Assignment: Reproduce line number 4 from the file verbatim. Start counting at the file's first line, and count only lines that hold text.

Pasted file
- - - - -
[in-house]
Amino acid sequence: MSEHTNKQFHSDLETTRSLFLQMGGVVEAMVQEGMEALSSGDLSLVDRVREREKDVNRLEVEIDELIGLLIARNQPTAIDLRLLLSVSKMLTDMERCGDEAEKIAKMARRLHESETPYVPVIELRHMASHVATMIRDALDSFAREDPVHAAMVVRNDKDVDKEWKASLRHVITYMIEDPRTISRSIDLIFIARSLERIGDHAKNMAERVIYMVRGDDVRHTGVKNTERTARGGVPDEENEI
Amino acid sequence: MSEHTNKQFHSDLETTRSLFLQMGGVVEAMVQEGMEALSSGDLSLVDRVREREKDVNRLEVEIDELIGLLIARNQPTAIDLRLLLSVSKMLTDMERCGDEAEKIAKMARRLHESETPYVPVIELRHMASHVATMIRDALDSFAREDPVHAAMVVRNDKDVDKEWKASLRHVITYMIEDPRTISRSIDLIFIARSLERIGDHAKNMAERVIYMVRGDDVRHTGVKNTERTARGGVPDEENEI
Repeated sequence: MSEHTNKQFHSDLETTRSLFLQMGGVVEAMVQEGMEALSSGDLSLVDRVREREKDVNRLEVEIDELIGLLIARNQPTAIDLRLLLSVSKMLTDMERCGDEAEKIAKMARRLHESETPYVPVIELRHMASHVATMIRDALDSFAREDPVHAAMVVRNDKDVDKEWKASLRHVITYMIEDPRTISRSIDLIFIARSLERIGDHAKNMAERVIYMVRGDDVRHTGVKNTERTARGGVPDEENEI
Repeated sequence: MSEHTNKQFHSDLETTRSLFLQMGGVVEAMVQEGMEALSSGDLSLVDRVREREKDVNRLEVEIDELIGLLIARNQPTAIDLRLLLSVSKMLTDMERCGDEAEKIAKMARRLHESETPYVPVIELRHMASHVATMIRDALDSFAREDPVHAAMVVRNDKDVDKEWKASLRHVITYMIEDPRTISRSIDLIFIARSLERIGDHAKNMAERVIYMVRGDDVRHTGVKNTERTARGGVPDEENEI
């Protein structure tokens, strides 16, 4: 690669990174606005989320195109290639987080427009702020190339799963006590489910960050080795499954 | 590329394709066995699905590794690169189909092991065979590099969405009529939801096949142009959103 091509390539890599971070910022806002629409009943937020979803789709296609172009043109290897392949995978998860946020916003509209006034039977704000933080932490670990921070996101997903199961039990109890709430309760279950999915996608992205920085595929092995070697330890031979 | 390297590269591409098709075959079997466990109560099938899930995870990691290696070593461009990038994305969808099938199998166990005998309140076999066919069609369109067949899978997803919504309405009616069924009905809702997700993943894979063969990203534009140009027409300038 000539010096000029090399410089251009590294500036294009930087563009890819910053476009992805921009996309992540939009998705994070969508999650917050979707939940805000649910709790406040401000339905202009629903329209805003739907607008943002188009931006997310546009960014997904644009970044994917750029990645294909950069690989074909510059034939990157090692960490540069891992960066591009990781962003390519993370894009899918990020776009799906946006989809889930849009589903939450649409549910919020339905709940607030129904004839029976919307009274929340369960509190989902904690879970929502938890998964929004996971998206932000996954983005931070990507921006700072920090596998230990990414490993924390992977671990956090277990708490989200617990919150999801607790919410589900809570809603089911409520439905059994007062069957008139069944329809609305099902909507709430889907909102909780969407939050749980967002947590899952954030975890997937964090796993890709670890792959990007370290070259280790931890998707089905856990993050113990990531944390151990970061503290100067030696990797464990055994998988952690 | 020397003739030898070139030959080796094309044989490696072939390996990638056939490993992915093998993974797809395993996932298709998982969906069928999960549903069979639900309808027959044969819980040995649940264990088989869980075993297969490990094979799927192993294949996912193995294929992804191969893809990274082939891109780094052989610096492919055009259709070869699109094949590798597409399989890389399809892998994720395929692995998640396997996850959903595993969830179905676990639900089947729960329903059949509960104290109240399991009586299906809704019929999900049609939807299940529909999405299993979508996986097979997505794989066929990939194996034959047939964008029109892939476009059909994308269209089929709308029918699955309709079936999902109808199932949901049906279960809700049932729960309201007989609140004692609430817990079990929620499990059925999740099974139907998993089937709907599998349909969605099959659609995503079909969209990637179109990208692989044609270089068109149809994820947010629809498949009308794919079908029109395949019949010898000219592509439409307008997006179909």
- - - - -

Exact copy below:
Repeated sequence: MSEHTNKQFHSDLETTRSLFLQMGGVVEAMVQEGMEALSSGDLSLVDRVREREKDVNRLEVEIDELIGLLIARNQPTAIDLRLLLSVSKMLTDMERCGDEAEKIAKMARRLHESETPYVPVIELRHMASHVATMIRDALDSFAREDPVHAAMVVRNDKDVDKEWKASLRHVITYMIEDPRTISRSIDLIFIARSLERIGDHAKNMAERVIYMVRGDDVRHTGVKNTERTARGGVPDEENEI